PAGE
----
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CooTek (Cayman) Inc. (NYSE:CTK) Earns Among The Best Returns In Its Industry

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Simply Wall St
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Today we are going to look at CooTek (Cayman) Inc. (NYSE:CTK) to see whether it might be an attractive investment prospect. In particular, we'll consider its Return On Capital Employed (ROCE), as that can give us insight into how profitably the company is able to employ capital in its business.

Firstly, we'll go over how we calculate ROCE. Then we'll compare its ROCE to similar companies. Finally, we'll look at how its current liabilities affect its ROCE.

What is Return On Capital Employed (ROCE)?

ROCE is a measure of a company's yearly pre-tax profit (its return), relative to the capital employed in the business. All else being equal, a better business will have a higher ROCE. Overall, it is a valuable metric that has its flaws. Author Edwin Whiting says to be careful when comparing the ROCE of different businesses, since 'No two businesses are exactly alike.'

So, How Do We Calculate ROCE?

Analysts use this formula to calculate return on capital employed:

Return on Capital Employed = Earnings Before Interest and Tax (EBIT) ÷ (Total Assets - Current Liabilities)

Or for CooTek (Cayman):

0.12 = US$10m ÷ (US$118m - US$33m) (Based on the trailing twelve months to December 2018.)

So, CooTek (Cayman) has an ROCE of 12%.

View our latest analysis for CooTek (Cayman)

Does CooTek (Cayman) Have A Good ROCE?

ROCE is commonly used for comparing the performance of similar businesses. Using our data, we find that CooTek (Cayman)'s ROCE is meaningfully better than the 9.5% average in the Software industry. I think that's good to see, since it implies the company is better than other companies at making the most of its capital. Regardless of where CooTek (Cayman) sits next to its industry, its ROCE in absolute terms appears satisfactory, and this company could be worth a closer look.

NYSE:CTK Past Revenue and Net Income, April 12th 2019
NYSE:CTK Past Revenue and Net Income, April 12th 2019

When considering ROCE, bear in mind that it reflects the past and does not necessarily predict the future. Companies in cyclical industries can be difficult to understand using ROCE, as returns typically look high during boom times, and low during busts. ROCE is only a point-in-time measure. Future performance is what matters, and you can see analyst predictions in our free report on analyst forecasts for the company.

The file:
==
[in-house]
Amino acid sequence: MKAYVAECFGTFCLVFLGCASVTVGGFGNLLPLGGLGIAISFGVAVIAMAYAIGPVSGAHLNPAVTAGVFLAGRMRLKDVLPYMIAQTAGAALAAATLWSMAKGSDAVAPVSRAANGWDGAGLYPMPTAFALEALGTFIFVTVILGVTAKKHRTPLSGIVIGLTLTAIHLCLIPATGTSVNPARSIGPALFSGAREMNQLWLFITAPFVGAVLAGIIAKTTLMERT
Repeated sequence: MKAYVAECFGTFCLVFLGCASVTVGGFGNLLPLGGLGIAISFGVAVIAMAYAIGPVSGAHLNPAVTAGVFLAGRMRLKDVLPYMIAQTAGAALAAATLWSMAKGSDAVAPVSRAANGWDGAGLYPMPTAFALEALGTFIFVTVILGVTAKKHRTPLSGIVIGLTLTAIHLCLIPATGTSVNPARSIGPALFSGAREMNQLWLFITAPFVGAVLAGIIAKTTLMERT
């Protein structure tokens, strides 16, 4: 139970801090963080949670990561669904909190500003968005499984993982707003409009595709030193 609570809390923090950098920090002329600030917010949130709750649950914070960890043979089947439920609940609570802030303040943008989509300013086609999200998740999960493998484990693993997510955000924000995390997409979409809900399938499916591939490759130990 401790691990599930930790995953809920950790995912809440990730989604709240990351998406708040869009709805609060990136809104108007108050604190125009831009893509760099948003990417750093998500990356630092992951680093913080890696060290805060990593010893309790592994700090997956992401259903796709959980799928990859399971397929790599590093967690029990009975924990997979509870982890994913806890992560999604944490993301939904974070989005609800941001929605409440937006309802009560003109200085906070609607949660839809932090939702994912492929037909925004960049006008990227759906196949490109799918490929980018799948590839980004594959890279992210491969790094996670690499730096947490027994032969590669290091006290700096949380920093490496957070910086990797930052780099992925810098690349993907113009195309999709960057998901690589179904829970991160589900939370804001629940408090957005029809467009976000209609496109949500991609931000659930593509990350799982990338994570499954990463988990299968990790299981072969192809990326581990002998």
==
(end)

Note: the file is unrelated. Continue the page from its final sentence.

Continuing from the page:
CooTek (Cayman)'s Current Liabilities And Their Impact On Its ROCE

Current liabilities are short term bills and invoices that need to be paid in 12 months or less. The ROCE equation subtracts current liabilities from capital employed, so a company with a lot of current liabilities appears to have less capital employed, and a higher ROCE than otherwise. To counteract this, we check if a company has high current liabilities, relative to its total assets.

CooTek (Cayman) has total assets of US$118m and current liabilities of US$33m. Therefore its current liabilities are equivalent to approximately 28% of its total assets. Low current liabilities are not boosting the ROCE too much.

Our Take On CooTek (Cayman)'s ROCE

This is good to see, and with a sound ROCE, CooTek (Cayman) could be worth a closer look. CooTek (Cayman) shapes up well under this analysis, but it is far from the only business delivering excellent numbers . You might also want to check this free collection of companies delivering excellent earnings growth.

If you are like me, then you will not want to miss this free list of growing companies that insiders are buying.

We aim to bring you long-term focused research analysis driven by fundamental data. Note that our analysis may not factor in the latest price-sensitive company announcements or qualitative material.

If you spot an error that warrants correction, please contact the editor at editorial-team@simplywallst.com. This article by Simply Wall St is general in nature. It does not constitute a recommendation to buy or sell any stock, and does not take account of your objectives, or your financial situation. Simply Wall St has no position in the stocks mentioned. Thank you for reading.